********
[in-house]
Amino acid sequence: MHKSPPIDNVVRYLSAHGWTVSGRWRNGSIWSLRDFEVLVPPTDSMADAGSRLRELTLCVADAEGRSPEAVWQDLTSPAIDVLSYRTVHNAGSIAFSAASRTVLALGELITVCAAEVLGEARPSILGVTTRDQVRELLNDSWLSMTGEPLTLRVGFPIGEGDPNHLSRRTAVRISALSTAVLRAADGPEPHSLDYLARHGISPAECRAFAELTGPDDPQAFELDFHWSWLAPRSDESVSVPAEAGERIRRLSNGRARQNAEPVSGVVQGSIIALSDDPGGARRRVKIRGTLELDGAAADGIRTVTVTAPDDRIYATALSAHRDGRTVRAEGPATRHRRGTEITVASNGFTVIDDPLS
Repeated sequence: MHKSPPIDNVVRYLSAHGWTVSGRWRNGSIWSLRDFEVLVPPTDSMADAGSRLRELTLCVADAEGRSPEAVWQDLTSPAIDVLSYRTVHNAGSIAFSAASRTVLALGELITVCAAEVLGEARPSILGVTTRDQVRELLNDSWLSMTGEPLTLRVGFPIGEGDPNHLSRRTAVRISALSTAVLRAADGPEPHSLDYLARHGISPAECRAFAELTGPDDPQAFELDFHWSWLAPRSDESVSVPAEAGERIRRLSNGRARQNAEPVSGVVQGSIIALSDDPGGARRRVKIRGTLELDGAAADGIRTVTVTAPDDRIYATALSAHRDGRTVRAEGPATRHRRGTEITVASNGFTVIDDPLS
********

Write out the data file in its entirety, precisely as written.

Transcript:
[in-house]
Amino acid sequence: MHKSPPIDNVVRYLSAHGWTVSGRWRNGSIWSLRDFEVLVPPTDSMADAGSRLRELTLCVADAEGRSPEAVWQDLTSPAIDVLSYRTVHNAGSIAFSAASRTVLALGELITVCAAEVLGEARPSILGVTTRDQVRELLNDSWLSMTGEPLTLRVGFPIGEGDPNHLSRRTAVRISALSTAVLRAADGPEPHSLDYLARHGISPAECRAFAELTGPDDPQAFELDFHWSWLAPRSDESVSVPAEAGERIRRLSNGRARQNAEPVSGVVQGSIIALSDDPGGARRRVKIRGTLELDGAAADGIRTVTVTAPDDRIYATALSAHRDGRTVRAEGPATRHRRGTEITVASNGFTVIDDPLS
Repeated sequence: MHKSPPIDNVVRYLSAHGWTVSGRWRNGSIWSLRDFEVLVPPTDSMADAGSRLRELTLCVADAEGRSPEAVWQDLTSPAIDVLSYRTVHNAGSIAFSAASRTVLALGELITVCAAEVLGEARPSILGVTTRDQVRELLNDSWLSMTGEPLTLRVGFPIGEGDPNHLSRRTAVRISALSTAVLRAADGPEPHSLDYLARHGISPAECRAFAELTGPDDPQAFELDFHWSWLAPRSDESVSVPAEAGERIRRLSNGRARQNAEPVSGVVQGSIIALSDDPGGARRRVKIRGTLELDGAAADGIRTVTVTAPDDRIYATALSAHRDGRTVRAEGPATRHRRGTEITVASNGFTVIDDPLS